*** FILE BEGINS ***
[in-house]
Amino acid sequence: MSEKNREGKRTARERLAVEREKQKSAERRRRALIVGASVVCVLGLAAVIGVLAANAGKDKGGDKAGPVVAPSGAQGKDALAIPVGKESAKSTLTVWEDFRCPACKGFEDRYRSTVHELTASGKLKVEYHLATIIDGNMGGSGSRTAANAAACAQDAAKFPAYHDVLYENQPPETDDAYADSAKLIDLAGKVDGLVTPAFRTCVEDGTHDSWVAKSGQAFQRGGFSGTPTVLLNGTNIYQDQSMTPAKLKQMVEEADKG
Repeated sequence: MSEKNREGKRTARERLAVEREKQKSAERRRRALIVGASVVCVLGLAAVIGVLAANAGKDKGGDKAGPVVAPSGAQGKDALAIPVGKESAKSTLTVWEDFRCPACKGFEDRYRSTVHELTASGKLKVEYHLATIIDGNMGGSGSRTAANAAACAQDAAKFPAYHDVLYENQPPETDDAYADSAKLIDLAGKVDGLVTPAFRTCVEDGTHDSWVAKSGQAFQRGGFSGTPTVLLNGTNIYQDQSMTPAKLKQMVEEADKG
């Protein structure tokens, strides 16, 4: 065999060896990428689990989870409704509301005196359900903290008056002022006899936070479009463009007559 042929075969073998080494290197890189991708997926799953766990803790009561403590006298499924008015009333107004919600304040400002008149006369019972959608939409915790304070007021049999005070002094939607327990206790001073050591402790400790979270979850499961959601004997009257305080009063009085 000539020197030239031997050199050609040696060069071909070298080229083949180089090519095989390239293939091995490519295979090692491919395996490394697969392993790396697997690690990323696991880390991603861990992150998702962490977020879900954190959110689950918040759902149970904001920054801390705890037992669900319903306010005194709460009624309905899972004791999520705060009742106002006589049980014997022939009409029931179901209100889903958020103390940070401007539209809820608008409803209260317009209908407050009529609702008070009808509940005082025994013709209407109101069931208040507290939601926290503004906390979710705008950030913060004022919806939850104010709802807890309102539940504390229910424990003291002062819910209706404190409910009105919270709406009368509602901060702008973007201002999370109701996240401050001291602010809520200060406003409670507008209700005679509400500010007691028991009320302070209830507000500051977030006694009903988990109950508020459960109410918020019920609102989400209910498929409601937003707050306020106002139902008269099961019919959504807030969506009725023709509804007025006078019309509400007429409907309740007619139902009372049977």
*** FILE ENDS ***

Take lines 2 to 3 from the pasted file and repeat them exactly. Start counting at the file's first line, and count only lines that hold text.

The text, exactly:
Amino acid sequence: MSEKNREGKRTARERLAVEREKQKSAERRRRALIVGASVVCVLGLAAVIGVLAANAGKDKGGDKAGPVVAPSGAQGKDALAIPVGKESAKSTLTVWEDFRCPACKGFEDRYRSTVHELTASGKLKVEYHLATIIDGNMGGSGSRTAANAAACAQDAAKFPAYHDVLYENQPPETDDAYADSAKLIDLAGKVDGLVTPAFRTCVEDGTHDSWVAKSGQAFQRGGFSGTPTVLLNGTNIYQDQSMTPAKLKQMVEEADKG
Repeated sequence: MSEKNREGKRTARERLAVEREKQKSAERRRRALIVGASVVCVLGLAAVIGVLAANAGKDKGGDKAGPVVAPSGAQGKDALAIPVGKESAKSTLTVWEDFRCPACKGFEDRYRSTVHELTASGKLKVEYHLATIIDGNMGGSGSRTAANAAACAQDAAKFPAYHDVLYENQPPETDDAYADSAKLIDLAGKVDGLVTPAFRTCVEDGTHDSWVAKSGQAFQRGGFSGTPTVLLNGTNIYQDQSMTPAKLKQMVEEADKG